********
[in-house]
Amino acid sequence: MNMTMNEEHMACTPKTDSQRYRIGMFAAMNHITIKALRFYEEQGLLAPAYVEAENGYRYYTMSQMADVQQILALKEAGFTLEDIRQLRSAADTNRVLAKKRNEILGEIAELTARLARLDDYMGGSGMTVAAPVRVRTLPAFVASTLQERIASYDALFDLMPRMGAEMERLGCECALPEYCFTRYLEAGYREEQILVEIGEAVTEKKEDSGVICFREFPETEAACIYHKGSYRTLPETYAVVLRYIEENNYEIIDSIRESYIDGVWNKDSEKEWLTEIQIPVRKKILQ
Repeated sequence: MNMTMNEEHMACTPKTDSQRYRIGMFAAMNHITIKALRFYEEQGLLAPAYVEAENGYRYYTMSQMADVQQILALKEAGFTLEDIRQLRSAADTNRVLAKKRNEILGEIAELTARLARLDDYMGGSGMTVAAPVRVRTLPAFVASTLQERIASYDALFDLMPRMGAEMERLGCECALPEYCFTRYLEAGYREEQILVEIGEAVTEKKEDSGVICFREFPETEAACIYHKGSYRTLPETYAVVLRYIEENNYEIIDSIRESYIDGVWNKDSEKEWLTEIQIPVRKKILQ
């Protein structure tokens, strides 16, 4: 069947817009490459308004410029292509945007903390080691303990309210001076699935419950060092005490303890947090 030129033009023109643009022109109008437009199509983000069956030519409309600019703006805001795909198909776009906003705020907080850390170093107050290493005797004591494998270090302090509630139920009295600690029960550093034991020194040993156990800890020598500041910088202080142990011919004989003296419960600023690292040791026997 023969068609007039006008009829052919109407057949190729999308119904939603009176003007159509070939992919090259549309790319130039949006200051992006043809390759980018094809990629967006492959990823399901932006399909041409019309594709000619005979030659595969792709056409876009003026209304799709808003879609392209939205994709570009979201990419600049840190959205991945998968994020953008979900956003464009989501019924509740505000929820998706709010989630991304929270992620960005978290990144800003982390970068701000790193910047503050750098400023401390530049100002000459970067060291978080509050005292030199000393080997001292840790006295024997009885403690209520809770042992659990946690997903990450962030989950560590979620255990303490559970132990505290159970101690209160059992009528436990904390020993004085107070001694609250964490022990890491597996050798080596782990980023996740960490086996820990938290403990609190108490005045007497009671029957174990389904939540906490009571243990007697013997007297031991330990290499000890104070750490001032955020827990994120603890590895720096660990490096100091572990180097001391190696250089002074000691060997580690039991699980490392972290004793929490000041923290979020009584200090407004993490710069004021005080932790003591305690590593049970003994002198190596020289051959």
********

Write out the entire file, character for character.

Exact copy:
[in-house]
Amino acid sequence: MNMTMNEEHMACTPKTDSQRYRIGMFAAMNHITIKALRFYEEQGLLAPAYVEAENGYRYYTMSQMADVQQILALKEAGFTLEDIRQLRSAADTNRVLAKKRNEILGEIAELTARLARLDDYMGGSGMTVAAPVRVRTLPAFVASTLQERIASYDALFDLMPRMGAEMERLGCECALPEYCFTRYLEAGYREEQILVEIGEAVTEKKEDSGVICFREFPETEAACIYHKGSYRTLPETYAVVLRYIEENNYEIIDSIRESYIDGVWNKDSEKEWLTEIQIPVRKKILQ
Repeated sequence: MNMTMNEEHMACTPKTDSQRYRIGMFAAMNHITIKALRFYEEQGLLAPAYVEAENGYRYYTMSQMADVQQILALKEAGFTLEDIRQLRSAADTNRVLAKKRNEILGEIAELTARLARLDDYMGGSGMTVAAPVRVRTLPAFVASTLQERIASYDALFDLMPRMGAEMERLGCECALPEYCFTRYLEAGYREEQILVEIGEAVTEKKEDSGVICFREFPETEAACIYHKGSYRTLPETYAVVLRYIEENNYEIIDSIRESYIDGVWNKDSEKEWLTEIQIPVRKKILQ
């Protein structure tokens, strides 16, 4: 069947817009490459308004410029292509945007903390080691303990309210001076699935419950060092005490303890947090 030129033009023109643009022109109008437009199509983000069956030519409309600019703006805001795909198909776009906003705020907080850390170093107050290493005797004591494998270090302090509630139920009295600690029960550093034991020194040993156990800890020598500041910088202080142990011919004989003296419960600023690292040791026997 023969068609007039006008009829052919109407057949190729999308119904939603009176003007159509070939992919090259549309790319130039949006200051992006043809390759980018094809990629967006492959990823399901932006399909041409019309594709000619005979030659595969792709056409876009003026209304799709808003879609392209939205994709570009979201990419600049840190959205991945998968994020953008979900956003464009989501019924509740505000929820998706709010989630991304929270992620960005978290990144800003982390970068701000790193910047503050750098400023401390530049100002000459970067060291978080509050005292030199000393080997001292840790006295024997009885403690209520809770042992659990946690997903990450962030989950560590979620255990303490559970132990505290159970101690209160059992009528436990904390020993004085107070001694609250964490022990890491597996050798080596782990980023996740960490086996820990938290403990609190108490005045007497009671029957174990389904939540906490009571243990007697013997007297031991330990290499000890104070750490001032955020827990994120603890590895720096660990490096100091572990180097001391190696250089002074000691060997580690039991699980490392972290004793929490000041923290979020009584200090407004993490710069004021005080932790003591305690590593049970003994002198190596020289051959």